power = int.Parse(Console.ReadLine());
                CalculateTotal(number, power, result);
                if (!(CalculationPrompt() == "y" || CalculationPrompt() == "Y"))
                {
                    return;
                    break;
                }
            }
            return;
        }
		public static int CalculateTotal(int number, int power, int result)
		{
			
			for(;power != 0; power--)
				result*= number;
			Console.WriteLine("{0}^{1} = {2}", number, power, result);
            return (0);
		}

		public static string CalculationPrompt()
		{
			string moreNumbers;
			Console.Write("Would you like to enter another set of numbers (y/n)?");
			moreNumbers = Console.ReadLine();

            return moreNumbers;

		}
    }
}

Entirely solved:

using System;
using System.Collections.Generic;
using System.Linq;
using System.Text;

namespace Exponent_Thing
{
    class Program
    {
        static void Main(string[] args)
        {
            for (int i = 1; i < 10000; i++)//will loop 10000 times
            {
                int number = 0;
                int power = 0;
                int result = 1;
                Console.Write("Please enter the base: ");
                number = int.Parse(Console.ReadLine());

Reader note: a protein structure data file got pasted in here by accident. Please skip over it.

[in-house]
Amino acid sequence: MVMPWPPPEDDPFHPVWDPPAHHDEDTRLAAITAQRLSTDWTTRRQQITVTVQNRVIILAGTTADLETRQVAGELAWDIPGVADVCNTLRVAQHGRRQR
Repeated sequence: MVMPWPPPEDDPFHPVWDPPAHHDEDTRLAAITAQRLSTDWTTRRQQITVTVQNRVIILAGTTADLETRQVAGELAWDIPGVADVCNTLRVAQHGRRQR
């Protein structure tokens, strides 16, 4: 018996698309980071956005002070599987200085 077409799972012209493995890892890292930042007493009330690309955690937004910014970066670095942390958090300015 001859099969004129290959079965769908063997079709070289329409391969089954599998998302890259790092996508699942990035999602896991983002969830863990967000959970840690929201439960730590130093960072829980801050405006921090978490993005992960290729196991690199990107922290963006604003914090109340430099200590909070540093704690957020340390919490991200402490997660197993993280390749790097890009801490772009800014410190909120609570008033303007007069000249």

Console.Write("Please enter the power: ");
                power = int.Parse(Console.ReadLine());
                CalculateTotal(number, power, result);
                if (!(CalculationPrompt() == "y"))
                {
                    Environment.Exit(0);
                    break;
                }
            }
            return;
        }
		public static int CalculateTotal(int number, int power, int result)
		{
			
			for(;power != 0; power--)
				result*= number;
			Console.WriteLine("{0}^{1} = {2}", number, power, result);
            return (0);
		}

		public static string CalculationPrompt()
		{
			string moreNumbers;
			Console.Write("Would you like to enter another set of numbers (y/n)?");
			moreNumbers = Console.ReadLine();
            return moreNumbers;

		}
    }
}

CalculateTotal should only do what it says : Calculate a total.
Your method writes the result of a power calculation to the console. In a small program like this it seems not to matter too much, but if you are working on a large project with many programmers, such things can become fatal.
This is a possible solution:

public static int CalculatePower(int number, int power)
{ 			
    for(;power != 0; power--)	result*= number;	
    return result;		
}

In your main for loop do :

result = CalculatePower(number, power);
Console.WriteLine("{0}^{1} = {2}", number, power, result);

If you want to loop forever(like your for 10000 loop seems to indicate) use while (true) never use while (0) in C#!
Try to figure thatone out for yourself!
Happy computing:)

AHA! I was missing the return (0); in my calculateTotal method.
I'm not sure I understand why it would not work without that though.

When you declare something like
static int MyMethod() you are telling C# that MyMethod returns an integer, you HAVE to use a return statement in MyMethod.
When you don't want that use void.
static void MyMethod()